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Charles Wilhelm Gärtner (Gardner)

Submitted by: Charles R. Gardner {Grandson}

5d1d2eebb9270 B Grand PaCharles Wilhelm Gärtner born around 1892. Charles Gärtner served in World War 1 with the United States Army . The enlistment was in 1917 and the service was completed in 1919.

Story of Service


This is the Story about my grandfather, Charles Wilhelm Gärtner, his participation in WW1 and ends after the War with his marriage to my grandmother Anna K. Wolff. Charles Wilhelm Gärtner, participated in the “The Great War”. Here is what I’ve discovered about him and that “War”.

This was his birth name and he does not change it until 1919. The World War started in July 28, 1914. The United States declared war on the Axis Powers later, in April 6, 1917. In June 5, 1917, Grandpa was working for the “Automatic” Sprinkler Corporation of America in New York City. They sent him to Atlanta, Georgia where he then lived. His job was “Sprinkler Engineer” and maybe the small factory manager. He worked in the Caudler Building (it was small building according to local historians), Atlanta Branch, in the city (Atlanta Georgia). He lived at the Atlanta YMCA. He was single, 25 years of age, of medium height, medium build, gray eyes, and black hair.

On June 5, 1917, he filled out a Draft Registration Card (#756). A year later (April 27, 1918) he was drafted in Atlanta, Georgia. He told his boss “Good bye” or maybe sent a letter to the New York City Headquarters to inform them and waits for his replacement to come. Once released from his job, bags packed, he walked to the Atlanta Recruiting Station and boards a bus for the 13-14 mile trip to Camp Gordon, named after the Confederate General John Brown Gordon. Camp Gordon, northeast from Atlanta, was the receiving station in this area (Georgia & Alabama) for Army induction. Today it’s the current site of the DeKalb-Peachtree Airport.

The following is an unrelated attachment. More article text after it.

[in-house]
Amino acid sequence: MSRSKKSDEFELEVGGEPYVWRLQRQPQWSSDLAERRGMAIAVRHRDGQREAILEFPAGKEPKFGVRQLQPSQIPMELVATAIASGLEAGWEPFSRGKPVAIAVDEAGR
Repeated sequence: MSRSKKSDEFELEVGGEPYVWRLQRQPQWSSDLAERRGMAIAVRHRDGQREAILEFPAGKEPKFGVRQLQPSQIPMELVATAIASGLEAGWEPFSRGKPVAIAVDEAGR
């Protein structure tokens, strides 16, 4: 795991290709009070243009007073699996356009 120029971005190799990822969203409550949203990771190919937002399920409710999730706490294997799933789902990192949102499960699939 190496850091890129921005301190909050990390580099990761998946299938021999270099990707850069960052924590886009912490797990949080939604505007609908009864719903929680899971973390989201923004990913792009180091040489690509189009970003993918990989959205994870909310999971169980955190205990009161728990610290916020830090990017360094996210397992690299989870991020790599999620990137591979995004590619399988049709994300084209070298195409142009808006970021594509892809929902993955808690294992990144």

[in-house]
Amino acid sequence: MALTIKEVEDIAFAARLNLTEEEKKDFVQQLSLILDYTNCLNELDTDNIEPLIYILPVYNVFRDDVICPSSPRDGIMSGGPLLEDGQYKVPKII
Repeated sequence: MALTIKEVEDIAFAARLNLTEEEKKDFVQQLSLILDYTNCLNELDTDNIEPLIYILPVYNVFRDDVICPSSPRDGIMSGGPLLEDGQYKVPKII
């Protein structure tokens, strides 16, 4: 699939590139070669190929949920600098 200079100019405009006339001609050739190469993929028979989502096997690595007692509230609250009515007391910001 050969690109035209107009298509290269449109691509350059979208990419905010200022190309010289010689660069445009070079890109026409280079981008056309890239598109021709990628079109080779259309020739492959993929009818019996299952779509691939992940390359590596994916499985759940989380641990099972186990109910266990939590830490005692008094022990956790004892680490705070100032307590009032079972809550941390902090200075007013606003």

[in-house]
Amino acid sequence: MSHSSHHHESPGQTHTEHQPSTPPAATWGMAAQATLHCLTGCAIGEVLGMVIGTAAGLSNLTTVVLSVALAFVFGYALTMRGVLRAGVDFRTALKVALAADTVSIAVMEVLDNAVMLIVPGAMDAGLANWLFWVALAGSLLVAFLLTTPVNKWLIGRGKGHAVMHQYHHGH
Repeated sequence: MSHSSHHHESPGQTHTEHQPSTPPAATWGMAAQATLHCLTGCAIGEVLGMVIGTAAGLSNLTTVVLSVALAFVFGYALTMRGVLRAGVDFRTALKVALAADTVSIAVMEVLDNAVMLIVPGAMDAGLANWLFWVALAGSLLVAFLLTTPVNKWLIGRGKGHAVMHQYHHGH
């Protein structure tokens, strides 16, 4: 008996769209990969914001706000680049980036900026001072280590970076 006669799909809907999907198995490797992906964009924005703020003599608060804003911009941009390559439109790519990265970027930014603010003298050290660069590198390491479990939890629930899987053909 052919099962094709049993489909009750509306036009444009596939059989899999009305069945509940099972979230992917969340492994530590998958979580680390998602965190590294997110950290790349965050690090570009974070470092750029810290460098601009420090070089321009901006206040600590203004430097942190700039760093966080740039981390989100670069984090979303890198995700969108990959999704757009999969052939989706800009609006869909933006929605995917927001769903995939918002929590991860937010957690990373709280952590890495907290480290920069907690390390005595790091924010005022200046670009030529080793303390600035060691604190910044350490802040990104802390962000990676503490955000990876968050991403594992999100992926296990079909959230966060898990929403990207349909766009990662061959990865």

As a draftee, he was now a member of the United States National Army (USNA) and somehow ended up assigned to the Army Engineer Corps. He wore the “Engineer Castle” on his left collar. Now Private Charles W. Gärtner, from April to May 1918 was assigned to the “157 Depot Brigade,” Camp Gordon, Ga.

Then in May he was reassigned to C Company (later renamed 11th Company in France) of the 517th Engineer Service Battalion. The battalion had 15 officers and 1008 men. C Company are southern lumberman and teamsters used to help harvest the vast forests of France and make trees into wood products like the handles to stretchers, boards, or railroad ties. In May 22, 1918 he was promoted to Corporal. Then his unit boards a train, leaves Georgia behind and heads north to Tidewater Virginia. Early July 1918 finds Cpl. Gärtner and C Company at Camp Alexander, Port of Embarkation, Newport News, Va. preparing to to embark for Europe. I don’t know when they arrived but because they are a “Colored Troop Company,” are sent to Camp Alexander, up on the east bank of the James River, off Virginia Ave (today’s Warwick Blvd), 3 miles north of Newport News City. Recent research (July 2018) found the former location of camp. The “Camp’s Center” was at the intersection of today’s Woodfin Rd. & Burns Ave., the neighborhood of Hilton Village, north of Huntington Park.

On July 9, 1918, his unit packed up, climbs into trucks, and moved the 4 miles down to the Embarkation Pier, (where today’s Victory Arch is). Then they boarded the USS Aeolus. She was formerly the North German Lloyd liner SS Grosser Kurfürst, also spelled Großer Kurfürst, launched in 1899 that sailed regularly between Bremen and New York. At the outset of World War I the ship was interned by the United States and, when our country entered the conflict in 1917, seized and converted to a troop transport. On July 10, 1918, with the outgoing tide, the USS Aeolus got underway, left Hampton Roads behind and sailed under convoy, to England and then to France. Eleven (11) days later, on July 21st she arrived in Brest, France.